State voucher plan raises questions
Angela Bey would be tempted to send her son to a high school such as Central Catholic in Oakland if Gov. Tom Corbett’s education plan passes.
Right now parochial school is out of reach for Roamell Bey, an eighth-grader at Wilkinsburg Middle School.
“Since I’m not financially stable, I can’t do that,” Bey, 42, said Wednesday.
Corbett this week proposed using taxpayer money to help low-income families in underperforming schools such as Wilkinsburg to send their children to the public, private or parochial school of their choice. It would make students from schools struggling the most — the bottom 5 percent — eligible for vouchers, although Corbett’s office is still determining which schools those are and what criteria to use.
Schools such as Wilkinsburg, Duquesne Consolidated School and McKeesport High School would seem to be locks to make the list. None has met state standards in the past five years under the federal No Child Left Behind Act. All were eligible in similar legislation from Sen. Jeffrey Piccola, R-Dauphin County, that the Senate rejected.
Even if Corbett’s bill passes — and he said “significant support” exists in the Legislature — hurdles remain. Bey, for one, doubts she could get her son, 13, to leave his school.
“We discussed that before he went to the seventh-grade,” Bey said. “I told him I wanted to send him to a different school and he wanted to know why. He said, ‘My sisters graduated from there, why can’t I?’ ”
Tuition at Central Catholic is about $8,000 a year. Whether one of Corbett’s vouchers would cover the cost is yet to be decided. Piccola’s bill would have given Wilkinsburg students just enough money to go to Central Catholic without other assistance.
Oakland Catholic’s tuition runs about $9,000. On the higher end is the private Winchester Thurston School in Shadyside, where a spokeswoman said about one-third of students receive financial aid. The tuition ranges from $20,000 to $24,000 depending on grade level.
Under Corbett’s plan a family of four with an annual income of $29,000 or less would be eligible for a voucher.
Corbett did not outline whether his plan would require schools to accept students with vouchers and, if not, under what conditions they could reject them.
Alan Johnson, assistant superintendent in the Woodland Hills School District, said it wouldn’t be opposed to enrolling students from other districts as long as it doesn’t hurt other public schools.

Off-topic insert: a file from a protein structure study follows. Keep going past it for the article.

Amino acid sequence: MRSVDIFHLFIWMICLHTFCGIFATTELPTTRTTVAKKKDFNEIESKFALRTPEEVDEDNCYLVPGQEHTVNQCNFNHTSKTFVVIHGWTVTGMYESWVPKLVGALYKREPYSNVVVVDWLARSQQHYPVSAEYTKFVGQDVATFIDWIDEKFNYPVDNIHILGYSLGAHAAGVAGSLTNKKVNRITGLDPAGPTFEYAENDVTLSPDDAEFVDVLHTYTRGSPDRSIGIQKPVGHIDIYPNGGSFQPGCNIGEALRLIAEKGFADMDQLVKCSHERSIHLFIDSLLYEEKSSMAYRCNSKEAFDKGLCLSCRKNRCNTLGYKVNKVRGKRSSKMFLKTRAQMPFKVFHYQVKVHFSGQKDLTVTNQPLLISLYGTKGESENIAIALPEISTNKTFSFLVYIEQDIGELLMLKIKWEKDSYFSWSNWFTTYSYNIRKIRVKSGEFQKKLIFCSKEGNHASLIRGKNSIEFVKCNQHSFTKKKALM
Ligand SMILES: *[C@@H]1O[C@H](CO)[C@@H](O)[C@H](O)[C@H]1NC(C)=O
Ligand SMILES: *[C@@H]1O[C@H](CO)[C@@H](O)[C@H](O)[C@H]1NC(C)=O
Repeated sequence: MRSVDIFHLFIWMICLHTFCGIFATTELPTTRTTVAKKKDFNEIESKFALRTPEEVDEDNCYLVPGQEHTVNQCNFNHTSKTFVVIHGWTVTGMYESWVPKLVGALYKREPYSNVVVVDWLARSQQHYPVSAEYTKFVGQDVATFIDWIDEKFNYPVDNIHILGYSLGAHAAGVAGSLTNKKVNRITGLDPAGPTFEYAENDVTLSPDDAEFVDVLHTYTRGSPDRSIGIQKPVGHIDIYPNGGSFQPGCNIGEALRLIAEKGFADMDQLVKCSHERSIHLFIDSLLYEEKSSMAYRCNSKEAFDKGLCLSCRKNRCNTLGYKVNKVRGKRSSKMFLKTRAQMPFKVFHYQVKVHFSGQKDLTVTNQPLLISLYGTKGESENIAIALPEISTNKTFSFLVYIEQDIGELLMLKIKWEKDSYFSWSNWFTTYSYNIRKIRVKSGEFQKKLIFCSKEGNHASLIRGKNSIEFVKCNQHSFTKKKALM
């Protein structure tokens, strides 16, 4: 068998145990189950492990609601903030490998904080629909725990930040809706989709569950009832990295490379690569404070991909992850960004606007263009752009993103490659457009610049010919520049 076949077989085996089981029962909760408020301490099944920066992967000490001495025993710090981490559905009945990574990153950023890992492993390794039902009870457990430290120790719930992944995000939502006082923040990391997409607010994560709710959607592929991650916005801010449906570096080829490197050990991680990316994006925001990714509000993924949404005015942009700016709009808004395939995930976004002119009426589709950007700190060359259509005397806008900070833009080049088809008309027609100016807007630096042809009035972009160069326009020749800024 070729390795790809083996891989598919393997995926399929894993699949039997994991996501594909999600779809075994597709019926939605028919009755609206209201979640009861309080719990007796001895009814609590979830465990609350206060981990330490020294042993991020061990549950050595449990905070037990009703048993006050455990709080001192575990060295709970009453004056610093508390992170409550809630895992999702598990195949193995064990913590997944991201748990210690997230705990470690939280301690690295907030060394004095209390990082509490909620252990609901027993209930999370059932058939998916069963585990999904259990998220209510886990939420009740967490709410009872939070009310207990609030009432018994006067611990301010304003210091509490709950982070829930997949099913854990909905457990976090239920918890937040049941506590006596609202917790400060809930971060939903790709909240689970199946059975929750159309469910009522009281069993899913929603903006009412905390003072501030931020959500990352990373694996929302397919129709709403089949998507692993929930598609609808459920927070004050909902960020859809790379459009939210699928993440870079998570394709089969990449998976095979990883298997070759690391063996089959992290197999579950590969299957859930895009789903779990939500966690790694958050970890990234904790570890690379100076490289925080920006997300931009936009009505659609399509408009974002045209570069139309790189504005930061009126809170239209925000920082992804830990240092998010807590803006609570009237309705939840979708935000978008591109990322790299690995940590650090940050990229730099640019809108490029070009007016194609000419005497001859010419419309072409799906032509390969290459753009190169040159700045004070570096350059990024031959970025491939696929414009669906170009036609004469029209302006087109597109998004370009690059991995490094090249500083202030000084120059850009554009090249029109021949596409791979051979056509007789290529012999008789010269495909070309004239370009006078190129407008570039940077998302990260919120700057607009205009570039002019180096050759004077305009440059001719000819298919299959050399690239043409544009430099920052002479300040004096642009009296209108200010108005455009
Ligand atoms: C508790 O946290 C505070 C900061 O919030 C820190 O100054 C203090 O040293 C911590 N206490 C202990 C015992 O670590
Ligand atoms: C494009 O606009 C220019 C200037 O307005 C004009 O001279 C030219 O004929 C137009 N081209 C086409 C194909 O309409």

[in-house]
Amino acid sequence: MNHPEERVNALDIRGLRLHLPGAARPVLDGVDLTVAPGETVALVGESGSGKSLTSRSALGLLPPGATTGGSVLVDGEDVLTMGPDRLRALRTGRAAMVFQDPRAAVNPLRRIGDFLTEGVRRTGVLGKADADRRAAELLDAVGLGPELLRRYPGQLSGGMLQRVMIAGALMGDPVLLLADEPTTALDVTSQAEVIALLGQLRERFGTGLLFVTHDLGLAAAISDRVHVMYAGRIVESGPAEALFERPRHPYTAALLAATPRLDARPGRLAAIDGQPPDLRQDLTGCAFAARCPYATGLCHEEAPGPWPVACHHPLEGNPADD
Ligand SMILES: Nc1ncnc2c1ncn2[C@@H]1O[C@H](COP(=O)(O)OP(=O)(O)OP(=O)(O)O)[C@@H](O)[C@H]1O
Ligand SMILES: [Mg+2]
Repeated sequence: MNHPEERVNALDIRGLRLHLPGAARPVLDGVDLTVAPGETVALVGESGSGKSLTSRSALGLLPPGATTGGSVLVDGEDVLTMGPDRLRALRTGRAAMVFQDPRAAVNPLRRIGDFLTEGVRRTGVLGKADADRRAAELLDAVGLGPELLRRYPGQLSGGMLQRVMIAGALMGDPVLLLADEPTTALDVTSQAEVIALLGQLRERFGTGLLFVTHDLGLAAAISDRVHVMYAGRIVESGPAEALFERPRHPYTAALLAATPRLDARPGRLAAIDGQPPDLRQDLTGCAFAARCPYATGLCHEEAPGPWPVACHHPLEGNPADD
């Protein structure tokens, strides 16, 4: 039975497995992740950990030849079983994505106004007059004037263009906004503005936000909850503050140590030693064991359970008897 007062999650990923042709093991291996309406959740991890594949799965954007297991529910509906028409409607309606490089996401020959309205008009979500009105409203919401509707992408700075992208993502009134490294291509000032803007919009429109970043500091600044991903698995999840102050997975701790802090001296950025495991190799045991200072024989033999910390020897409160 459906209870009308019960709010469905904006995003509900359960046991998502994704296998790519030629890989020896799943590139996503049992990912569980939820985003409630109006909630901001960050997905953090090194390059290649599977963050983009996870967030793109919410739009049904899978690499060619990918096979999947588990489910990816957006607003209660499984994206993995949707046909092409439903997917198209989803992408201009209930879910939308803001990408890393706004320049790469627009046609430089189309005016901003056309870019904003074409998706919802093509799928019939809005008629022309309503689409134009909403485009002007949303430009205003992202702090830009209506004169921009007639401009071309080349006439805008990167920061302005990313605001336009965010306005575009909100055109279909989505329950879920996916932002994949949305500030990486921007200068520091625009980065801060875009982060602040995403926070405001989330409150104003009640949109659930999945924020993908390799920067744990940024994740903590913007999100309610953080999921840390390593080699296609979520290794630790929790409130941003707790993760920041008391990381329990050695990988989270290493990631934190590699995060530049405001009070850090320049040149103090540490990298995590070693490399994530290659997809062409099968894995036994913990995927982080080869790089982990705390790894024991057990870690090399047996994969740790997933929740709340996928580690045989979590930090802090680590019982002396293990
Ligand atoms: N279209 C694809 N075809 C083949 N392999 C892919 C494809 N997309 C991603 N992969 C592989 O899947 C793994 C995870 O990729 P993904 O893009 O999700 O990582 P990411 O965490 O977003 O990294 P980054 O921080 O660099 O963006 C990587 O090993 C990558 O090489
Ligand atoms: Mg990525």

“We’re all in this together,” he said. “It’s important the rules are equitable for everyone involved. That would be things like capping the number of students that could leave a district so it wouldn’t take it to the point where it couldn’t function.
“And for districts receiving students, (to ensure) it won’t have to take on so many that it wouldn’t be able to deal with them within their existing infrastructure.”
The Pennsylvania School Boards Association yesterday released its own ideas for school reform, offering 11 suggestions for improving student achievement that fall into three categories: recruiting, preparing and improving teachers; preparing students for academic success; and providing schools with tools for success.
It also echoed Johnson’s concerns that students abandoning struggling districts en masse would only hasten their old schools’ demise.
Jeanette Jackson of Wilkinsburg said her children would never leave the district even if vouchers allowed them to do so. When the family was preparing to move, her daughter Sarah, 17, and son Mark Lee Jr., 14, insisted their parents stay within the Wilkinsburg district.
“We’ve gotten really good results from Wilkinsburg,” Jackson said. “I think sometimes it’s the children themselves and the families they’re involved in.”
Gov. Tom Corbett’s office estimates the state will spend about $164 million in tax dollars over four years for vouchers. The numbers are based on the projected number of students who would accept vouchers.
First year: $21 million for 4,100 students
Second year: $61 million for 11,500 students
Third year: $41 million for 12,800 students
Fourth year: $41 million for 14,200 students